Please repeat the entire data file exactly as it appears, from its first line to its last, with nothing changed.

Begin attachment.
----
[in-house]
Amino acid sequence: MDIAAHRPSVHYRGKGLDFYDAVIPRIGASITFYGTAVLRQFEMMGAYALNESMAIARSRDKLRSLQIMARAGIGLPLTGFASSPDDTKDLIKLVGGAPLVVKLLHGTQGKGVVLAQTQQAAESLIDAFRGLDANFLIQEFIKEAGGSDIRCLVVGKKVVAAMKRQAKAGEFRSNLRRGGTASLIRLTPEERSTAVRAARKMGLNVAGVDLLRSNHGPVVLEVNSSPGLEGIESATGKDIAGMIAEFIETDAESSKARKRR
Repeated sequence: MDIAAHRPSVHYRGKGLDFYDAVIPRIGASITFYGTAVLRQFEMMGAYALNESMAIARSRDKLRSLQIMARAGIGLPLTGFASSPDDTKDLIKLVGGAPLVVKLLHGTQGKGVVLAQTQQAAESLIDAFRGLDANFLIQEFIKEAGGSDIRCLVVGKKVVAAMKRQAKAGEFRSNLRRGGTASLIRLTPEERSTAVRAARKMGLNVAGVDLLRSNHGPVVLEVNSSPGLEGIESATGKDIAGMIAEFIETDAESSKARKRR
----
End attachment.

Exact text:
[in-house]
Amino acid sequence: MDIAAHRPSVHYRGKGLDFYDAVIPRIGASITFYGTAVLRQFEMMGAYALNESMAIARSRDKLRSLQIMARAGIGLPLTGFASSPDDTKDLIKLVGGAPLVVKLLHGTQGKGVVLAQTQQAAESLIDAFRGLDANFLIQEFIKEAGGSDIRCLVVGKKVVAAMKRQAKAGEFRSNLRRGGTASLIRLTPEERSTAVRAARKMGLNVAGVDLLRSNHGPVVLEVNSSPGLEGIESATGKDIAGMIAEFIETDAESSKARKRR
Repeated sequence: MDIAAHRPSVHYRGKGLDFYDAVIPRIGASITFYGTAVLRQFEMMGAYALNESMAIARSRDKLRSLQIMARAGIGLPLTGFASSPDDTKDLIKLVGGAPLVVKLLHGTQGKGVVLAQTQQAAESLIDAFRGLDANFLIQEFIKEAGGSDIRCLVVGKKVVAAMKRQAKAGEFRSNLRRGGTASLIRLTPEERSTAVRAARKMGLNVAGVDLLRSNHGPVVLEVNSSPGLEGIESATGKDIAGMIAEFIETDAESSKARKRR